UK-based Bahraini dissidents take Al Khalifah regime to court over FinSpy software

Saeed al-Shehabi, a renowned Britain-based Bahraini political activist and member of the Bahrain Freedom Movement (Photo via Twitter)

Two Bahraini dissidents have taken a legal action in the United Kingdom against the Al Khalifah regime, accusing the Persian Gulf kingdom’s authorities of using FinFisher, also known as FinSpy, surveillance software to target their personal computers in the aftermath of the 2011 popular uprising.

Leigh Day law firm said Saeed al-Shehabi, a renowned Britain-based Bahraini political activist and member of the Bahrain Freedom Movement, and Moosa Mohammed will ask London’s High Court later this week to allow their case to go ahead.

They maintain that their computers were infected with FinSpy in September 2011, seven months after anti-regime protests started in Bahrain.

Shehabi and Mohammed say they used the computers to get photos and videos documenting attacks on Bahraini citizens out of the island nation.

Britain-based Bahraini dissident Moosa Mohammed (Photo by The Guardian)

They also used them to communicate with other activists, journalists, political prisoners, torture victims and their families and lawyers.

But they only realized they had been spied on three years later, after Wikileaks released a target list in relation to the Al Khalifah regime’s use of FinSpy.

The spyware, developed by Anglo-German technology company Gamma Group, reportedly can carry out live surveillance through a computer’s camera and microphone and access documents, emails and messages.

Shehabi said the lawsuit, scheduled to be heard by the court on Tuesday and Wednesday, is an important one.

“We want to show that harassing people in this way is happening by states ... It is intrusive and should not be allowed,” he said.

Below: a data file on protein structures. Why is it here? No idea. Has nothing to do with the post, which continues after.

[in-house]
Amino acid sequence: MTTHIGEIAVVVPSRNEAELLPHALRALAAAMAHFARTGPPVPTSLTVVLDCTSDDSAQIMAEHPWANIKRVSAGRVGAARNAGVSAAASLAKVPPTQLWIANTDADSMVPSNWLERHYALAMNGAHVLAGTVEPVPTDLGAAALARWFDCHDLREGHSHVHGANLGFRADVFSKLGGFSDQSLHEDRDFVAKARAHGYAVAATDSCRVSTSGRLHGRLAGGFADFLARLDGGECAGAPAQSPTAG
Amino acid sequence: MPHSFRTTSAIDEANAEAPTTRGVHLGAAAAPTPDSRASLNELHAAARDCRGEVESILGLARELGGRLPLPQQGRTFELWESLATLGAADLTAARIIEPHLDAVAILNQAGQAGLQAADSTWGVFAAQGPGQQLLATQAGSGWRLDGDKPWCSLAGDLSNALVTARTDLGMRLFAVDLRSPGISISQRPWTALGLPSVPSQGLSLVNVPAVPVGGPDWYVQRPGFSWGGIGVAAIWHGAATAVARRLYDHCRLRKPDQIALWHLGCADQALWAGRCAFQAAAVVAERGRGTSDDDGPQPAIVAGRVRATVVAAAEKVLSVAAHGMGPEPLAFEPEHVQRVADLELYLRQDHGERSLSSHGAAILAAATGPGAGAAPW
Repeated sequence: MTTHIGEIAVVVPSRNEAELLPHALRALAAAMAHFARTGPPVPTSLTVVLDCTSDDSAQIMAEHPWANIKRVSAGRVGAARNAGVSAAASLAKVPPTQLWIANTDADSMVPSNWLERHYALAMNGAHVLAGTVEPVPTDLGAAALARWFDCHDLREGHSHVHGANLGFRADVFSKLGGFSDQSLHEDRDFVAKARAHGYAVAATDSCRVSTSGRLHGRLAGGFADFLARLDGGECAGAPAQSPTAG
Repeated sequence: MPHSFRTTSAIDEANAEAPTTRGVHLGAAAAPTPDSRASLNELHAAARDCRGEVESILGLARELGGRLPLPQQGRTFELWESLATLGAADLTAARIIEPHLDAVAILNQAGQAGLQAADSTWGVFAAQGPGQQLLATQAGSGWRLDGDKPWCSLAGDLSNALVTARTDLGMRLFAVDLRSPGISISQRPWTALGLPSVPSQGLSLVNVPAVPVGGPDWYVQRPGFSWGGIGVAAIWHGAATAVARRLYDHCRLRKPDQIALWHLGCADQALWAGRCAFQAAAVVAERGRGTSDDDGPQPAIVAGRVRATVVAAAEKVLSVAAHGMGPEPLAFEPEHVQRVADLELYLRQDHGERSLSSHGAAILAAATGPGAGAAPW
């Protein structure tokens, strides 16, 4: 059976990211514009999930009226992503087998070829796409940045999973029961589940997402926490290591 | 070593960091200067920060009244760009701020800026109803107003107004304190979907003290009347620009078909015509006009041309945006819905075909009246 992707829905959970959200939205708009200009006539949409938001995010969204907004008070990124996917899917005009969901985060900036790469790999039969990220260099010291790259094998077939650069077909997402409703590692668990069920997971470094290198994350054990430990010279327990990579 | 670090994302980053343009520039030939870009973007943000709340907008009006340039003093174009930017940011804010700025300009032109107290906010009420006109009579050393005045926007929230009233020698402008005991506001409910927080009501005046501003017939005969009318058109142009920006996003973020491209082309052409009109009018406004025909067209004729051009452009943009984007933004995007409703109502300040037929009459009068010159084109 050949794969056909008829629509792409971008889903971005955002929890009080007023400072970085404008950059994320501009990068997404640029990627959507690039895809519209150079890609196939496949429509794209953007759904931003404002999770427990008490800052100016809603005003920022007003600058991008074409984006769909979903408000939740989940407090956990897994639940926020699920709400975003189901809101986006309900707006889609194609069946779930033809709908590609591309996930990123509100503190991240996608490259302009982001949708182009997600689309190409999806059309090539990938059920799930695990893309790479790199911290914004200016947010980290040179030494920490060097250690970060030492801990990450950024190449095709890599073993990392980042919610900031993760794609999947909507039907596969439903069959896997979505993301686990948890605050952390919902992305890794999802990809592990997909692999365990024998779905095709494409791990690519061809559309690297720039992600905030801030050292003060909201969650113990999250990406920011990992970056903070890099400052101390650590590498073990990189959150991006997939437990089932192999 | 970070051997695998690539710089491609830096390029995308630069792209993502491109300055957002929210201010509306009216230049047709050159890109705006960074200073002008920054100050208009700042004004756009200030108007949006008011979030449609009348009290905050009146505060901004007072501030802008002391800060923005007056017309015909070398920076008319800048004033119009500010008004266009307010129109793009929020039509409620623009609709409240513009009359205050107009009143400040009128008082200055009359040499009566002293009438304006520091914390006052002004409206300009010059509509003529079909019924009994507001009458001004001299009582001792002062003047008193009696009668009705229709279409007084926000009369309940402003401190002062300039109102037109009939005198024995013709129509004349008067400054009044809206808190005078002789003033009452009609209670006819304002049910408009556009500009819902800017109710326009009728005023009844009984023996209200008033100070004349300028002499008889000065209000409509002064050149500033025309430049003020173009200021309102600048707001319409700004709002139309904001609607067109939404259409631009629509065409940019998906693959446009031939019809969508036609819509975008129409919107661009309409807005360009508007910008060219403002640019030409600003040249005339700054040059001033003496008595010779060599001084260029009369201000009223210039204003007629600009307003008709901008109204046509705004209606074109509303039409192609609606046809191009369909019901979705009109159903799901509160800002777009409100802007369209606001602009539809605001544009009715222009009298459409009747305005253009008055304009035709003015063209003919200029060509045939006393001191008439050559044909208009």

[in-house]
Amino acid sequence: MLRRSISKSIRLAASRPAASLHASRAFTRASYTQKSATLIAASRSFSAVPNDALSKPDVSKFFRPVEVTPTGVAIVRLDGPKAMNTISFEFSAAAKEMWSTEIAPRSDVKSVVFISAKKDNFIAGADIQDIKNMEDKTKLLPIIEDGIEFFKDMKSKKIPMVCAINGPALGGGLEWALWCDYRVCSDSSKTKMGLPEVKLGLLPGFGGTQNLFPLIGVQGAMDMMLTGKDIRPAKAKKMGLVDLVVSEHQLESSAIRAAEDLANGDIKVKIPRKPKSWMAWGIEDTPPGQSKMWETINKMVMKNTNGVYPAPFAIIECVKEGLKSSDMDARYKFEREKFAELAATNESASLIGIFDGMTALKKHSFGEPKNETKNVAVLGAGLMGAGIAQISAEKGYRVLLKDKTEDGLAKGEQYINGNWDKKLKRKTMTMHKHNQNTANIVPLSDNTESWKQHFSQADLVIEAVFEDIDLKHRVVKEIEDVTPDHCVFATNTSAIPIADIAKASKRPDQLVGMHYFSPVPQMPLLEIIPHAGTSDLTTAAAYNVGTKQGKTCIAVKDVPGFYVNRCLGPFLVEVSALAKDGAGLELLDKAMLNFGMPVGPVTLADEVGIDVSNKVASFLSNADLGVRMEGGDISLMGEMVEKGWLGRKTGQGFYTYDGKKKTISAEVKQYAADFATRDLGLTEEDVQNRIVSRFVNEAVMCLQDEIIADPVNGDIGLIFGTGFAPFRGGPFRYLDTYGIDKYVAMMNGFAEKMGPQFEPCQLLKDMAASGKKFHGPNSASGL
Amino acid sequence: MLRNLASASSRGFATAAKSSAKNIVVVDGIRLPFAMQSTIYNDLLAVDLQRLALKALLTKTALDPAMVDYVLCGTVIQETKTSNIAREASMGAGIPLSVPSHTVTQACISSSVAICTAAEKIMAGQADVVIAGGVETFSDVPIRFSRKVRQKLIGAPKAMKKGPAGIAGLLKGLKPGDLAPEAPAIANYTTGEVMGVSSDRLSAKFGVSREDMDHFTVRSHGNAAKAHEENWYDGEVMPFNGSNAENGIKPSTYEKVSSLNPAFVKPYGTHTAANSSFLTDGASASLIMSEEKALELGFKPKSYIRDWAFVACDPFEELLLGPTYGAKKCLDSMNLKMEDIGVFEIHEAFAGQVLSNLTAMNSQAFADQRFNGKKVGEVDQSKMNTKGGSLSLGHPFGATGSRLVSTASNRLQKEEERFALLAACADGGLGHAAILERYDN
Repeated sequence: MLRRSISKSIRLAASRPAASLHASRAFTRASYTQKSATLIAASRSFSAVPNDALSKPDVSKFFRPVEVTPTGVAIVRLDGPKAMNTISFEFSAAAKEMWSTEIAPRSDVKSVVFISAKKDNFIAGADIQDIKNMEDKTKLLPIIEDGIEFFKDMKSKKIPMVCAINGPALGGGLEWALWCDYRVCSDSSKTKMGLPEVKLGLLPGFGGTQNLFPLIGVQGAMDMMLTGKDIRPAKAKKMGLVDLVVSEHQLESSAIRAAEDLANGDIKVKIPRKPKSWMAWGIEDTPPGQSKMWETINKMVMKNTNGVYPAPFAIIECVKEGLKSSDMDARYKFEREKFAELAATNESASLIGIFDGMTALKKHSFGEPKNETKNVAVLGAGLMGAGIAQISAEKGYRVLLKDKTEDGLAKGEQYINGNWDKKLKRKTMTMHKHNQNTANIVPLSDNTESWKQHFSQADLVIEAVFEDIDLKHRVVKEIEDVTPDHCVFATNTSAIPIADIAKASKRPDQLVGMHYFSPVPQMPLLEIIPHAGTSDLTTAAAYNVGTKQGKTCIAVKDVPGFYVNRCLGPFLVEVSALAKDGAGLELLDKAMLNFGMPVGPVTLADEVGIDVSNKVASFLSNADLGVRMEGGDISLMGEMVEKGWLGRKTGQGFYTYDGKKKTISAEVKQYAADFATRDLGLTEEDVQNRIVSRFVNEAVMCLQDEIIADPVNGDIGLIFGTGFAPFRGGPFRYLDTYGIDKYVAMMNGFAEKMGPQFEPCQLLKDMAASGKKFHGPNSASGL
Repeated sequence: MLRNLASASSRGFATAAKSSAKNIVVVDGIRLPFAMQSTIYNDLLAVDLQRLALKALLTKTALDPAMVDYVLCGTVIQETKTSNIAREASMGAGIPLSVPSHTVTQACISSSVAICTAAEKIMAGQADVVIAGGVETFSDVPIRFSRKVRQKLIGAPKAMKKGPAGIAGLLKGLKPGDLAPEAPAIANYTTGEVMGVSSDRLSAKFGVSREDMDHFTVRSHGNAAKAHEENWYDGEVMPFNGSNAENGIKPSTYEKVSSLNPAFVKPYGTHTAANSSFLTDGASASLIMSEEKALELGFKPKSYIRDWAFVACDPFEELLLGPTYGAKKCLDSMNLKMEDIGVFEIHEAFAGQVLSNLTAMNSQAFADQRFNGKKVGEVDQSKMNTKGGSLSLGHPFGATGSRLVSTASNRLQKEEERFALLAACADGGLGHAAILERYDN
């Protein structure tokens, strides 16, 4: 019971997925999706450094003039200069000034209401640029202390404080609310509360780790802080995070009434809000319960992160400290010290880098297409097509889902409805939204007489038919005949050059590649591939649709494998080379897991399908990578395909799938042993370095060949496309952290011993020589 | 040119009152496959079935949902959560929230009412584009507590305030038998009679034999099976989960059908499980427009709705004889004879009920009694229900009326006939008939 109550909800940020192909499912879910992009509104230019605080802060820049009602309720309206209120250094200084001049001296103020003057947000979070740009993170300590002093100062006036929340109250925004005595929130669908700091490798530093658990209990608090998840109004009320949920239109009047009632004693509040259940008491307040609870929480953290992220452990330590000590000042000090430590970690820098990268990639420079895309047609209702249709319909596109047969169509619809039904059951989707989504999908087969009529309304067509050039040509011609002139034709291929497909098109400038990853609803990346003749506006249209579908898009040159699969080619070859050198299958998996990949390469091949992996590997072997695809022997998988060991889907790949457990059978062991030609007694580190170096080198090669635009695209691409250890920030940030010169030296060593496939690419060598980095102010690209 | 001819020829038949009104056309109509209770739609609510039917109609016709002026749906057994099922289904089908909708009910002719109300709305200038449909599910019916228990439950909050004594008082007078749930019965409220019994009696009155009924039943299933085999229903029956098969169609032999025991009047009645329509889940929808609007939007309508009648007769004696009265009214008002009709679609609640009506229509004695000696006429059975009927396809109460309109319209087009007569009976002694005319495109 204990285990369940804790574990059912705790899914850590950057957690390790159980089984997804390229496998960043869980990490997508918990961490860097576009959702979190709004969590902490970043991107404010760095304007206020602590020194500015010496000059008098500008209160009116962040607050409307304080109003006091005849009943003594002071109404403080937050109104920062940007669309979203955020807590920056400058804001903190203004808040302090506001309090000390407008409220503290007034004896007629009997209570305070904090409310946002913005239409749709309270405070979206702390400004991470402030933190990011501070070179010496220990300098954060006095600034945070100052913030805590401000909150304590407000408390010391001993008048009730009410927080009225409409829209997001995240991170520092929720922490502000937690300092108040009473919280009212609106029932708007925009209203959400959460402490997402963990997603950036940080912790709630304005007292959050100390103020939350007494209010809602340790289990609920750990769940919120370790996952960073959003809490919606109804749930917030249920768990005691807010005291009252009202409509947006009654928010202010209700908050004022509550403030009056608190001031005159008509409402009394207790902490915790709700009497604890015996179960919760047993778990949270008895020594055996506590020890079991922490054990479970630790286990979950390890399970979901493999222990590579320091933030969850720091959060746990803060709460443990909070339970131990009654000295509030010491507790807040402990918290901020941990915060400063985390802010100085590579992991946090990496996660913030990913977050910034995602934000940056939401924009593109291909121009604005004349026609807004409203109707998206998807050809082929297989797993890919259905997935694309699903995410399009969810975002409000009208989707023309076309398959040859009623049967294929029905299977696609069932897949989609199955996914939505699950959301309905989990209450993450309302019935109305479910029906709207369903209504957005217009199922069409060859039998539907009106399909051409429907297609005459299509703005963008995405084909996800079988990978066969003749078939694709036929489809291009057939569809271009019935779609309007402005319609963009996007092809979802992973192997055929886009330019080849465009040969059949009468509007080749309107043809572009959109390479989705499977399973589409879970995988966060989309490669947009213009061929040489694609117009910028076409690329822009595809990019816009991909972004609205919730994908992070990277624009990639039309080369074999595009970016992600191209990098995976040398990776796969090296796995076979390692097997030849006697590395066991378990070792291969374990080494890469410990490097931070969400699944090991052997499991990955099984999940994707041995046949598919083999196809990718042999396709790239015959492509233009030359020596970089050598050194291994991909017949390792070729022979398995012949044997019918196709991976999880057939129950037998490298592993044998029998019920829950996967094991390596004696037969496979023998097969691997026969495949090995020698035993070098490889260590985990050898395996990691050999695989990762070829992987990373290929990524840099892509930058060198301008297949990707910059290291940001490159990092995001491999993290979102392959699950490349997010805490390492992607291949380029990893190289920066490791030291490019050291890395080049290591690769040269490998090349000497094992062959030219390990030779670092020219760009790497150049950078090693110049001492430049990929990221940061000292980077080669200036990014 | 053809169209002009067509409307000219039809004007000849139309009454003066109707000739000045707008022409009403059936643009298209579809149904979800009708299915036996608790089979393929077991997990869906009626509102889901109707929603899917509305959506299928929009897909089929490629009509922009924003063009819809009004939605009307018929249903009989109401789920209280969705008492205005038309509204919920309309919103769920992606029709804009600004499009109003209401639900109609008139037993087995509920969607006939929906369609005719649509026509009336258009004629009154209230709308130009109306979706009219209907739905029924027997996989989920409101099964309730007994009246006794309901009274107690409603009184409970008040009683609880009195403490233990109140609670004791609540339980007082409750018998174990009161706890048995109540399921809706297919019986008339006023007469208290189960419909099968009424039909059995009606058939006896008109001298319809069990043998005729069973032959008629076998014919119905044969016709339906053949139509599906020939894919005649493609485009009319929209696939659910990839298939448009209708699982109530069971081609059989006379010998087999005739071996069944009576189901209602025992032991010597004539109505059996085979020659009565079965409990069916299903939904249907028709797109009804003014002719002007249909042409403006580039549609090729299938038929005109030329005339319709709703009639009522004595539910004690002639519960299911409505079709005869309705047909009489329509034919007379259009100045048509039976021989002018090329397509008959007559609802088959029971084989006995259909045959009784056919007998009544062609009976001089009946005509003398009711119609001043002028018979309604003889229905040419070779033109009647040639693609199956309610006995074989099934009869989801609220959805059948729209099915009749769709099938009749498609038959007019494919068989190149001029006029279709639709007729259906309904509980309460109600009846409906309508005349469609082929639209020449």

“Who knows if we will win but it is important to show everyone that it is happening and we can do something about it,” Shehabi noted.

Shehabi and Mohammed argue that the harassment and personal injury were “caused by acts or omissions” in the United Kingdom, but the Manama regime has claimed it has state immunity.

“Foreign governments should not be able to hide behind state immunity when they are accused of causing serious harm to those living in the UK,” Ida Aduwa, a solicitor at Leigh Day, involved in the case, said.

“We hope the court will dismiss the Kingdom of Bahrain’s arguments so we can proceed to a trial on the issues of the case,” she added.

Bahrain’s most prominent cleric Ayatollah Sheikh Isa Qassim has said that drawing up a new constitution is the only way out of the political crisis in the protest-hit tiny Persian Gulf country, urging the regime in Manama to pursue an agreement with the Bahraini opposition instead of increasingly suppressing dissent.

Demonstrations have been held in Bahrain on a regular basis ever since a popular uprising began in mid-February 2011.

The participants demand that the Al Khalifah regime relinquish power and allow a just system representing all Bahrainis to be established.

Manama, however, has gone to great lengths to clamp down on any sign of dissent.

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